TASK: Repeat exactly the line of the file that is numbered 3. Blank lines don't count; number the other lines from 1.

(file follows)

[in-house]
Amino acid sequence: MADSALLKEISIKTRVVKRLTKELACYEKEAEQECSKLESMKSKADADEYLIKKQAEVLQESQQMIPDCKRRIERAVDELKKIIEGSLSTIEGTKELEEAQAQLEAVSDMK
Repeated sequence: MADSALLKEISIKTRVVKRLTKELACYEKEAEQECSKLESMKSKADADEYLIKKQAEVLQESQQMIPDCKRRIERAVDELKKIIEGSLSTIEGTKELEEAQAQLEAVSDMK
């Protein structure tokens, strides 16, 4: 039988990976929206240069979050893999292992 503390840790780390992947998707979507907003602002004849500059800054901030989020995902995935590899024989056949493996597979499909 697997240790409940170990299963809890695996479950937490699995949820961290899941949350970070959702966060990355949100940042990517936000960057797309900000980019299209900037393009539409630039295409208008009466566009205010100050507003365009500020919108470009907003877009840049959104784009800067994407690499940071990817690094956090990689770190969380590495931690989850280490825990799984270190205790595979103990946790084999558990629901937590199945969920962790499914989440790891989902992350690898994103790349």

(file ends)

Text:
Repeated sequence: MADSALLKEISIKTRVVKRLTKELACYEKEAEQECSKLESMKSKADADEYLIKKQAEVLQESQQMIPDCKRRIERAVDELKKIIEGSLSTIEGTKELEEAQAQLEAVSDMK